A CHRONOLOGY OF THE EVENTS LEADING UP TO TODAY
Opening on Friday, November 8 at 6 PM
September 8 – January 11, 2013
“Gee – How come I didn’t have that idea myself?” exclaimed Andy Warhol when he first saw the work of Duncan Hannah in 1976.
After having encountered Patti Smith and Tom Verlaine at Sutters, the French pâtisserie where he worked on 10th Street in New York, Hannah became one of the most notable of the decadent dandies at CBGB’s and Max’s Kansas City, an arbiter of style and major witness to punk and ‘No Wave’. A large part of his life of that period—between the Factory, the Chelsea Hotel, and such friends as Brian Eno, Nico or Richard Kern—is recounted in Please Kill Me by Legs McNeil. As an artist Hannah took part in seminal exhibitions of the period: “The Times Square Show” in 1980, curated by Colab; “New York/New Wave” at PS1; and the exhibition organized in 1981 in Brussels by the magazine Soldes, featuring the band Tuxedomoon.
A born romantic, born indeed in the hometown of Scott Fitzgerald, Minneapolis, Hannah began painting as a child. His first love was rock music, creating a series of local garage bands with himself as drummer and even smoking his first joint at age fourteen with Janis Joplin. He came to Bard College in 1971 where he worked under the combined auspices of Edward Hopper and Balthus, following the advice given to him by Hockney, “Drop the gimmicks.” Whether painting smiling pin-ups, pensive adolescents in Nouvelle Vague Paris, or his favorite movie stars, behind these postcard-perfect landscapes lies a persistent uncertainty: this idealized world will not end well at all. And it is forever lost.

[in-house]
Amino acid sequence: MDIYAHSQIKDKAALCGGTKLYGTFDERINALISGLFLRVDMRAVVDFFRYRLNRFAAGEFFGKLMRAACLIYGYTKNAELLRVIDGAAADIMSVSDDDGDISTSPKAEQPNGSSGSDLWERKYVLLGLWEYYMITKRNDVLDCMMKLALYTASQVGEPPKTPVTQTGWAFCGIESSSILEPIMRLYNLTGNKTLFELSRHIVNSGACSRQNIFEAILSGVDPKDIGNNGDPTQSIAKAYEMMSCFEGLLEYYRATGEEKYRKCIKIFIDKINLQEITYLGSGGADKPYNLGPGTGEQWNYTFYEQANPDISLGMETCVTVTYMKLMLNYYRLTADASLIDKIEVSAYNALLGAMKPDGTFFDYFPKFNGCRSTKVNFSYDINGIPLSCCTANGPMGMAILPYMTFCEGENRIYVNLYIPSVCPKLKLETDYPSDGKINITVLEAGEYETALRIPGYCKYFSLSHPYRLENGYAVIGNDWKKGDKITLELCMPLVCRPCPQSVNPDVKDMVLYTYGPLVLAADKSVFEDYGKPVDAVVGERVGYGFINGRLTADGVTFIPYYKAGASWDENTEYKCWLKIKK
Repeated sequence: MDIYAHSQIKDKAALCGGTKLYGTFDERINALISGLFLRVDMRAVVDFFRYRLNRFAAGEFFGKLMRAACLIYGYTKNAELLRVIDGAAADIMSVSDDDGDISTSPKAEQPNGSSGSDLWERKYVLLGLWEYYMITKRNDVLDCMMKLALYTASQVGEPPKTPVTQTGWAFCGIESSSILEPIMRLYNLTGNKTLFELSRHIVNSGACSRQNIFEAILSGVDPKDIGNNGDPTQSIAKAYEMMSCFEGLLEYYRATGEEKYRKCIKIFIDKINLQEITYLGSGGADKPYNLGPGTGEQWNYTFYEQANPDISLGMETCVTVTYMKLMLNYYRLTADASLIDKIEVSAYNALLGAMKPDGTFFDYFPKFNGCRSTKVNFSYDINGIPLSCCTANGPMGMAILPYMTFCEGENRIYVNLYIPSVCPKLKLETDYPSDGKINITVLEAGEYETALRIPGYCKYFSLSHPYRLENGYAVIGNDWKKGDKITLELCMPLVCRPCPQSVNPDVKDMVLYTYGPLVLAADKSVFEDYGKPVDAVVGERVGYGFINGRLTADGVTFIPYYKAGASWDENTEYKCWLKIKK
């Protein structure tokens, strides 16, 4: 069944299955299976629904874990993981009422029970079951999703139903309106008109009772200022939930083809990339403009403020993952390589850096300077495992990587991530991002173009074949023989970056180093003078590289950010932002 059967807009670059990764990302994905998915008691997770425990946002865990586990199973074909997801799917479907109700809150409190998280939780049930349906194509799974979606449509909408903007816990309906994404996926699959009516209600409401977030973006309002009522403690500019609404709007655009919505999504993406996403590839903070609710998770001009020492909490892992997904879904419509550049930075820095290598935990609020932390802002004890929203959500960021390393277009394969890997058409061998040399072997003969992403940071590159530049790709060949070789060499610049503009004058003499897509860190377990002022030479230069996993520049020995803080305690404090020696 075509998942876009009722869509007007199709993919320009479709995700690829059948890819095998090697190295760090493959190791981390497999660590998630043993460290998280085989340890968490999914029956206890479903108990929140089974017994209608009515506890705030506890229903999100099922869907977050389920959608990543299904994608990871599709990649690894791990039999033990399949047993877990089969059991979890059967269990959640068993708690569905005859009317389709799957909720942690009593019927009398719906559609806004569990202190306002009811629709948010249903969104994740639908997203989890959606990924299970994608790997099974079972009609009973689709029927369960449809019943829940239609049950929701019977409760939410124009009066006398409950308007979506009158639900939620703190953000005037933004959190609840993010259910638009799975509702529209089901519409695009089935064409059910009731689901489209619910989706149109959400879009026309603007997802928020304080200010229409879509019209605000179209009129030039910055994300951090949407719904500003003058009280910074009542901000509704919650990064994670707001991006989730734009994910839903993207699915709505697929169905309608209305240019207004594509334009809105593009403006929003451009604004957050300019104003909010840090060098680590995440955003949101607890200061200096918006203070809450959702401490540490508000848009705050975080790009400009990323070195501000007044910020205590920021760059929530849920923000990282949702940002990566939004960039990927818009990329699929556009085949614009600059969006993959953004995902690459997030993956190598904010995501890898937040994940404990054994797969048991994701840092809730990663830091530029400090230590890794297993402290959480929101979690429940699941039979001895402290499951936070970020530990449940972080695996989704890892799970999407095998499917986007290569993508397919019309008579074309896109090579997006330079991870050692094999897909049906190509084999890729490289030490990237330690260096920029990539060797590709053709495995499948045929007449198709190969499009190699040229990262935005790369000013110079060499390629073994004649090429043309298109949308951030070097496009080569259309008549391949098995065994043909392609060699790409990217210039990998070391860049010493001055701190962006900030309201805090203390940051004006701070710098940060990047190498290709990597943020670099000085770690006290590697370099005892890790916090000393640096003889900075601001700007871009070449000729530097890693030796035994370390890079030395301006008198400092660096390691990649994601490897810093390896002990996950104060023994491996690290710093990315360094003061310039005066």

How did we not have this idea ourselves? Thanks to Adrian Dannatt, the curator, castillo/corrales is proud to present the first solo exhibition of Duncan Hannah in France. The show gathers a selection of paintings, drawings and collages, and will be accompanied by a screening of extracts from some of the many films in which he has acted; beginning with Unmade Beds (1976) by Amos Poe, in which he co-stars with Debbie Harry, and The Foreigner (1978), also by Poe; but also Art for Teachers of Children (1995) by Jennifer Montgomery; and Hellaware, just completed by Michael M. Bilandic and a very young Brooklyn crew, and slated for distribution next year. The exhibition will be accompanied by a genuine ‘punk’ fanzine on Hannah, created uniquely for this show by Adrian Dannatt.
Work by Duncan Hannah is in the permanent collection of the Metropolitan Museum, The Minneapolis Art Institute and the Frederick Weisman Museum. In 2011 he received the Guggenheim Fellowship. His work is also notably present in the private collections of Genesis P. Orridge, George Clooney, Thurston Moore, Vincent Gallo, Allen Ginsberg, David Johansen, Linda Nochlin, George Condo, Philip Taaffe, Anna Sui, or at Mick Jagger’s château de Fourchette.